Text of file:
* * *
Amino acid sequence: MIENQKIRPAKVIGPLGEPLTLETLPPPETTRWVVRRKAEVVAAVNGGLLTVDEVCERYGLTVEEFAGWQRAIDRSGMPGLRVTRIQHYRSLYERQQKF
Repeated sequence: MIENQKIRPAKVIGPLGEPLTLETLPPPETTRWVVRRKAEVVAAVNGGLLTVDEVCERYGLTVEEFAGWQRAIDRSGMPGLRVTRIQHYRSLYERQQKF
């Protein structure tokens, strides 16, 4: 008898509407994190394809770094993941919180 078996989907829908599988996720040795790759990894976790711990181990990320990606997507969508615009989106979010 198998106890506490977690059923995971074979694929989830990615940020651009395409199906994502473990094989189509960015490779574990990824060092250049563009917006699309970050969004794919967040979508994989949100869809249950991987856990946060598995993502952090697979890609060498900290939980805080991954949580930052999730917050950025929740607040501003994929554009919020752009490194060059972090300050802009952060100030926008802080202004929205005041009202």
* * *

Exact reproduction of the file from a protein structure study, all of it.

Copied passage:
Amino acid sequence: MIENQKIRPAKVIGPLGEPLTLETLPPPETTRWVVRRKAEVVAAVNGGLLTVDEVCERYGLTVEEFAGWQRAIDRSGMPGLRVTRIQHYRSLYERQQKF
Repeated sequence: MIENQKIRPAKVIGPLGEPLTLETLPPPETTRWVVRRKAEVVAAVNGGLLTVDEVCERYGLTVEEFAGWQRAIDRSGMPGLRVTRIQHYRSLYERQQKF
């Protein structure tokens, strides 16, 4: 008898509407994190394809770094993941919180 078996989907829908599988996720040795790759990894976790711990181990990320990606997507969508615009989106979010 198998106890506490977690059923995971074979694929989830990615940020651009395409199906994502473990094989189509960015490779574990990824060092250049563009917006699309970050969004794919967040979508994989949100869809249950991987856990946060598995993502952090697979890609060498900290939980805080991954949580930052999730917050950025929740607040501003994929554009919020752009490194060059972090300050802009952060100030926008802080202004929205005041009202």